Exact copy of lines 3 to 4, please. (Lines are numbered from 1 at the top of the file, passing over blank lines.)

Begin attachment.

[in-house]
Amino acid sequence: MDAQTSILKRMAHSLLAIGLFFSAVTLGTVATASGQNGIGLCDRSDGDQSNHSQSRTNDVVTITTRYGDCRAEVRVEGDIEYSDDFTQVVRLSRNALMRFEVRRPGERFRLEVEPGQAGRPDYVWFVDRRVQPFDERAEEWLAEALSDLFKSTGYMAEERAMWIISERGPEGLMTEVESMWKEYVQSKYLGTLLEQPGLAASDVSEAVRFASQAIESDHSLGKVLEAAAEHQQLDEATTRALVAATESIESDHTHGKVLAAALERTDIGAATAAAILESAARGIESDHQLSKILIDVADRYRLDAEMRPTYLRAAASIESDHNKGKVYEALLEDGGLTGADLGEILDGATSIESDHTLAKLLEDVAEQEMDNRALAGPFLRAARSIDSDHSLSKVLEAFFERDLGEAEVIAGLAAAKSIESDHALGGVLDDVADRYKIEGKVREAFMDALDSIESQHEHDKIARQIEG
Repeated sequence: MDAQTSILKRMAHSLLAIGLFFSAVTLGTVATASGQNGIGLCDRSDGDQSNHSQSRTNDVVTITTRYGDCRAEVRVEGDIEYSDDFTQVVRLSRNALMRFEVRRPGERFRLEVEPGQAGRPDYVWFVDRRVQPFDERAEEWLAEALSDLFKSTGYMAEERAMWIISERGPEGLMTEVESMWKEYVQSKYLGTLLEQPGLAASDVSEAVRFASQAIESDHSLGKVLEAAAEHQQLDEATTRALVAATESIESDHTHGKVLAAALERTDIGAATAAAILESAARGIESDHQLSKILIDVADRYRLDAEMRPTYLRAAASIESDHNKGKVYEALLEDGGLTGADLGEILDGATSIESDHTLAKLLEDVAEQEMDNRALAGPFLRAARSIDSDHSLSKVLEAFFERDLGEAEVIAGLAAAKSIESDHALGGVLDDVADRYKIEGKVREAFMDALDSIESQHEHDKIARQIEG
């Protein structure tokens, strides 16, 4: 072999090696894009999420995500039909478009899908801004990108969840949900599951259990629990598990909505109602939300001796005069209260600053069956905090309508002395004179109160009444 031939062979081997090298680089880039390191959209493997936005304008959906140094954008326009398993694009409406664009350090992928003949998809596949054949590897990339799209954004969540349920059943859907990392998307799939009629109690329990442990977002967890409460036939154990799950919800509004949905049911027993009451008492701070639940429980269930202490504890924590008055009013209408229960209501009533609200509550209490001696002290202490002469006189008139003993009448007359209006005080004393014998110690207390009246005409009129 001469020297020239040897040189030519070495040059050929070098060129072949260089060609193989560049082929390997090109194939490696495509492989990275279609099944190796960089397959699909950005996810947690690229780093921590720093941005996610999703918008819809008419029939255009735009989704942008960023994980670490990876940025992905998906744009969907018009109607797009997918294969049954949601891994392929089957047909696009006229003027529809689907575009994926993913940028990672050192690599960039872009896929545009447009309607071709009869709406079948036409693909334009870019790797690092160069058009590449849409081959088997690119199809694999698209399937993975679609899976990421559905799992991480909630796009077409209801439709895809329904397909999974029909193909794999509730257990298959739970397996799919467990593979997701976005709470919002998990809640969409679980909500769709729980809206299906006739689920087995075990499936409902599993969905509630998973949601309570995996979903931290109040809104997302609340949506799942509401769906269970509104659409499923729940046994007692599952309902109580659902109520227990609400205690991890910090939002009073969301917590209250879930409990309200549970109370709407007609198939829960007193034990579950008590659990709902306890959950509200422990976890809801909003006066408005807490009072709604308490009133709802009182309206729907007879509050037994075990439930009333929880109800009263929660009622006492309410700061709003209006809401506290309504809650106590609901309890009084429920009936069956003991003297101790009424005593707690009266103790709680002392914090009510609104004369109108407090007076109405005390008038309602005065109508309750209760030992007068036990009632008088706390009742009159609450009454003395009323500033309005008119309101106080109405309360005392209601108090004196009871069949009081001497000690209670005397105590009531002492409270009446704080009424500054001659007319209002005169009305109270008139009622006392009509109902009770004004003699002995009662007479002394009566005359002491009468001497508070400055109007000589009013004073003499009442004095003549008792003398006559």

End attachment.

Repeated sequence: MDAQTSILKRMAHSLLAIGLFFSAVTLGTVATASGQNGIGLCDRSDGDQSNHSQSRTNDVVTITTRYGDCRAEVRVEGDIEYSDDFTQVVRLSRNALMRFEVRRPGERFRLEVEPGQAGRPDYVWFVDRRVQPFDERAEEWLAEALSDLFKSTGYMAEERAMWIISERGPEGLMTEVESMWKEYVQSKYLGTLLEQPGLAASDVSEAVRFASQAIESDHSLGKVLEAAAEHQQLDEATTRALVAATESIESDHTHGKVLAAALERTDIGAATAAAILESAARGIESDHQLSKILIDVADRYRLDAEMRPTYLRAAASIESDHNKGKVYEALLEDGGLTGADLGEILDGATSIESDHTLAKLLEDVAEQEMDNRALAGPFLRAARSIDSDHSLSKVLEAFFERDLGEAEVIAGLAAAKSIESDHALGGVLDDVADRYKIEGKVREAFMDALDSIESQHEHDKIARQIEG
């Protein structure tokens, strides 16, 4: 072999090696894009999420995500039909478009899908801004990108969840949900599951259990629990598990909505109602939300001796005069209260600053069956905090309508002395004179109160009444 031939062979081997090298680089880039390191959209493997936005304008959906140094954008326009398993694009409406664009350090992928003949998809596949054949590897990339799209954004969540349920059943859907990392998307799939009629109690329990442990977002967890409460036939154990799950919800509004949905049911027993009451008492701070639940429980269930202490504890924590008055009013209408229960209501009533609200509550209490001696002290202490002469006189008139003993009448007359209006005080004393014998110690207390009246005409009129 001469020297020239040897040189030519070495040059050929070098060129072949260089060609193989560049082929390997090109194939490696495509492989990275279609099944190796960089397959699909950005996810947690690229780093921590720093941005996610999703918008819809008419029939255009735009989704942008960023994980670490990876940025992905998906744009969907018009109607797009997918294969049954949601891994392929089957047909696009006229003027529809689907575009994926993913940028990672050192690599960039872009896929545009447009309607071709009869709406079948036409693909334009870019790797690092160069058009590449849409081959088997690119199809694999698209399937993975679609899976990421559905799992991480909630796009077409209801439709895809329904397909999974029909193909794999509730257990298959739970397996799919467990593979997701976005709470919002998990809640969409679980909500769709729980809206299906006739689920087995075990499936409902599993969905509630998973949601309570995996979903931290109040809104997302609340949506799942509401769906269970509104659409499923729940046994007692599952309902109580659902109520227990609400205690991890910090939002009073969301917590209250879930409990309200549970109370709407007609198939829960007193034990579950008590659990709902306890959950509200422990976890809801909003006066408005807490009072709604308490009133709802009182309206729907007879509050037994075990439930009333929880109800009263929660009622006492309410700061709003209006809401506290309504809650106590609901309890009084429920009936069956003991003297101790009424005593707690009266103790709680002392914090009510609104004369109108407090007076109405005390008038309602005065109508309750209760030992007068036990009632008088706390009742009159609450009454003395009323500033309005008119309101106080109405309360005392209601108090004196009871069949009081001497000690209670005397105590009531002492409270009446704080009424500054001659007319209002005169009305109270008139009622006392009509109902009770004004003699002995009662007479002394009566005359002491009468001497508070400055109007000589009013004073003499009442004095003549008792003398006559």